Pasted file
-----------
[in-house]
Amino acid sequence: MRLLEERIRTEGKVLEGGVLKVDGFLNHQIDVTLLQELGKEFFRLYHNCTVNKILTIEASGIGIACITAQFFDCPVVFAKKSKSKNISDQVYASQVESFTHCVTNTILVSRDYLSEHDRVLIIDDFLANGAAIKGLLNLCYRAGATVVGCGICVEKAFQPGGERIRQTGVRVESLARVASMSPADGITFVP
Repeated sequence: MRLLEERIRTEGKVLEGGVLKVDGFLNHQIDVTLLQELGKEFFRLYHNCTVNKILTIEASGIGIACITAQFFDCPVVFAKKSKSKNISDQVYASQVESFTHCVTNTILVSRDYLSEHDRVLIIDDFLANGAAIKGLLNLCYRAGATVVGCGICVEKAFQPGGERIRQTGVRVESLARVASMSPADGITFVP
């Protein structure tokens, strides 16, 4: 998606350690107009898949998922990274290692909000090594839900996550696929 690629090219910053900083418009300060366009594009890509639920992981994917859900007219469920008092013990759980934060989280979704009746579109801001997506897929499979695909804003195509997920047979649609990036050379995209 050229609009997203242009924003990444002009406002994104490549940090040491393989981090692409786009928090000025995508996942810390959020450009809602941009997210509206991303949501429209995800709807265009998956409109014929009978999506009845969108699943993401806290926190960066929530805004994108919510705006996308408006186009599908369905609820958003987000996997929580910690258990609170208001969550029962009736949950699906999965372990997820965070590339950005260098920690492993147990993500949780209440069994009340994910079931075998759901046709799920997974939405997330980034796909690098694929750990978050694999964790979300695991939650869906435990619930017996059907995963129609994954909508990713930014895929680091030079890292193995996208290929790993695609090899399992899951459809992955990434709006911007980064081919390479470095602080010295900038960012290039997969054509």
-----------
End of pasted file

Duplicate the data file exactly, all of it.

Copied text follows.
[in-house]
Amino acid sequence: MRLLEERIRTEGKVLEGGVLKVDGFLNHQIDVTLLQELGKEFFRLYHNCTVNKILTIEASGIGIACITAQFFDCPVVFAKKSKSKNISDQVYASQVESFTHCVTNTILVSRDYLSEHDRVLIIDDFLANGAAIKGLLNLCYRAGATVVGCGICVEKAFQPGGERIRQTGVRVESLARVASMSPADGITFVP
Repeated sequence: MRLLEERIRTEGKVLEGGVLKVDGFLNHQIDVTLLQELGKEFFRLYHNCTVNKILTIEASGIGIACITAQFFDCPVVFAKKSKSKNISDQVYASQVESFTHCVTNTILVSRDYLSEHDRVLIIDDFLANGAAIKGLLNLCYRAGATVVGCGICVEKAFQPGGERIRQTGVRVESLARVASMSPADGITFVP
């Protein structure tokens, strides 16, 4: 998606350690107009898949998922990274290692909000090594839900996550696929 690629090219910053900083418009300060366009594009890509639920992981994917859900007219469920008092013990759980934060989280979704009746579109801001997506897929499979695909804003195509997920047979649609990036050379995209 050229609009997203242009924003990444002009406002994104490549940090040491393989981090692409786009928090000025995508996942810390959020450009809602941009997210509206991303949501429209995800709807265009998956409109014929009978999506009845969108699943993401806290926190960066929530805004994108919510705006996308408006186009599908369905609820958003987000996997929580910690258990609170208001969550029962009736949950699906999965372990997820965070590339950005260098920690492993147990993500949780209440069994009340994910079931075998759901046709799920997974939405997330980034796909690098694929750990978050694999964790979300695991939650869906435990619930017996059907995963129609994954909508990713930014895929680091030079890292193995996208290929790993695609090899399992899951459809992955990434709006911007980064081919390479470095602080010295900038960012290039997969054509």